Staring fearfully into the night sky, the residents of 16th-century Bristol watched as what seemed to be a sinister omen flashed across the heavens
Staring fearfully into the night sky, the residents of 16th-century Bristol watched as what seemed to be a sinister omen flashed across the heavens.
One observer likened it to ‘beams as red as fire coming out . . . of a furnace’.
We now know this to have been the Northern Lights, which are sometimes visible as far south as Cornwall. But before such things were understood, it seemed no coincidence that there followed a long and relentless series of freak weather events.
With devastating floods and snowfalls heavier than anyone could remember, as well as unseasonal tempests, droughts and crop failures, many believed humankind had incurred God’s wrath.
In fact, the world was suffering the effects of volcanic eruptions in the Americas which pushed dust and gases high into the atmosphere, blocking out the sun and resulting in a long period of severe cooling.
With devastating floods and snowfalls heavier than anyone could remember, as well as unseasonal tempests, droughts and crop failures, many believed humankind had incurred God’s wrath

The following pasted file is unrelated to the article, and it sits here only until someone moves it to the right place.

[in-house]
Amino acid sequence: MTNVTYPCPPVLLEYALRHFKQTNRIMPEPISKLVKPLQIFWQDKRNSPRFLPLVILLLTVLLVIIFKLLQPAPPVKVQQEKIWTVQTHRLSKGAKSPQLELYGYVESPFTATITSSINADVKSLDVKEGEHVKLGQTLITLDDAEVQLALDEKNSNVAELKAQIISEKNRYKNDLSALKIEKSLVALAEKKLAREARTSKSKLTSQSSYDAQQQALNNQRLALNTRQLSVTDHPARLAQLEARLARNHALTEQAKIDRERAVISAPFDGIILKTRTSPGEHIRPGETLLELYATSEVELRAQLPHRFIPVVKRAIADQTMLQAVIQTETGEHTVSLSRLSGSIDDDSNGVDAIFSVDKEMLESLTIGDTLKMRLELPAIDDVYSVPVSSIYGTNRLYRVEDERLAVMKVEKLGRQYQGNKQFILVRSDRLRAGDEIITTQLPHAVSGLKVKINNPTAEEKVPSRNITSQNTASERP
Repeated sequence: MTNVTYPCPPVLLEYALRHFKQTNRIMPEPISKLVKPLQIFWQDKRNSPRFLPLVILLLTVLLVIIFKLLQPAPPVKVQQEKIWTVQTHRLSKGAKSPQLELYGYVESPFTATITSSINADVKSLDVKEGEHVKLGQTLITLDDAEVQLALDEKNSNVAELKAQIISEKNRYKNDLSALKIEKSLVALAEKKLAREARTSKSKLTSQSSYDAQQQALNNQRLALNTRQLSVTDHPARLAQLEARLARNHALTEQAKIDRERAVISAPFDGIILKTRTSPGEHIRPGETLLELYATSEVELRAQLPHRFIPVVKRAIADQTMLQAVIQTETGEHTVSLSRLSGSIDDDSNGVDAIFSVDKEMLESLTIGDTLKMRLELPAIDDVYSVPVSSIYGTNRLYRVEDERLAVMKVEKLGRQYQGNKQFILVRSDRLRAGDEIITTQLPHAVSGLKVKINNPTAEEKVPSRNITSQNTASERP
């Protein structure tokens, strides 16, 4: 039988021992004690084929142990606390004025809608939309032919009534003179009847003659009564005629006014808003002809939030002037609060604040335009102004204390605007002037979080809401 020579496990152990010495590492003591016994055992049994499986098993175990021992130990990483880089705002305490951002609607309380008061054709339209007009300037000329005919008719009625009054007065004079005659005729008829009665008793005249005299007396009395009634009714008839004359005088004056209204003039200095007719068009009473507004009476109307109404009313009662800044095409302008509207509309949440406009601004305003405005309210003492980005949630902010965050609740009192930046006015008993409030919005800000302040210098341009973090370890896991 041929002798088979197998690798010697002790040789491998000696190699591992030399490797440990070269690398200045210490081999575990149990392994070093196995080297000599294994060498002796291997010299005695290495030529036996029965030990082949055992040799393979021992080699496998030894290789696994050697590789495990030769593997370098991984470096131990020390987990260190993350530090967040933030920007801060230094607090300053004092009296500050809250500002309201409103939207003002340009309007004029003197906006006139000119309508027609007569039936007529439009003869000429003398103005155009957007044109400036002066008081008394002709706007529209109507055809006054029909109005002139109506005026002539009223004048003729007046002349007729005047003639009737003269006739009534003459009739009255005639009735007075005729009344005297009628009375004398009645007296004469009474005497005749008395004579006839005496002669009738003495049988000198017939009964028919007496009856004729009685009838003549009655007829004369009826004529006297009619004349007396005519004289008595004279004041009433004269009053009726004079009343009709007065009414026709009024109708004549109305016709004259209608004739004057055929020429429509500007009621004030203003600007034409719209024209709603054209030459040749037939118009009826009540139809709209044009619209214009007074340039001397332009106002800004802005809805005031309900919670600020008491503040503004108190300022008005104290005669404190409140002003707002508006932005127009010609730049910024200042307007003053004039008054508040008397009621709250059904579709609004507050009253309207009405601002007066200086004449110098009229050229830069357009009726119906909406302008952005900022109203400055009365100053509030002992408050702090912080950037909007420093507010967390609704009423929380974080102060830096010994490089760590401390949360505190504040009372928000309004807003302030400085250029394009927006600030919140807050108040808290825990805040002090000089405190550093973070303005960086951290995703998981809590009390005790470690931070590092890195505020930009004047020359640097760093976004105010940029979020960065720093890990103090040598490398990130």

Since named the Grindelwald Fluctuation, after a Swiss glacier that expanded to provide one of the clearest signs of a chillier climate, this scourge of the Elizabethan and Stuart eras spanned seven decades between 1560 and 1630.
Disrupting other important ‘climate determinants’ such as jet streams, it caused weather that was not just cold but extremely erratic — as described in a newly deciphered chronicle of the time.
Written by an anonymous weather enthusiast who is thought to have lived in Bristol, it was acquired by the city’s archives in 1932 but deemed too fragile to be handled.
Now, some 450 years after it was first penned, historians at the University of Bristol have been allowed to photograph and painstakingly transcribe it.
A study that appears in this month’s edition of Weather, the journal of the Royal Meteorological Society, brings together the chronicler’s observations with those of William Adams, another local scribe of the era, to provide vivid descriptions of what ‘Anon Bristol’ called ‘this strangely altered time’.
Coinciding with its publication comes news that we have just experienced the coldest January for ten years, and that parts of the UK have been enduring blizzards to match those of the 2018 ‘Beast from the East’. There are flood warnings or alerts in more than 160 areas.
Even in the modern age, such weather causes disruption and fatalities. So imagine the terrors it brought at a time when the howling winds and hurricanes depicted in William Shakespeare’s play The Tempest, then hot off the press, were an all-too-familiar torment.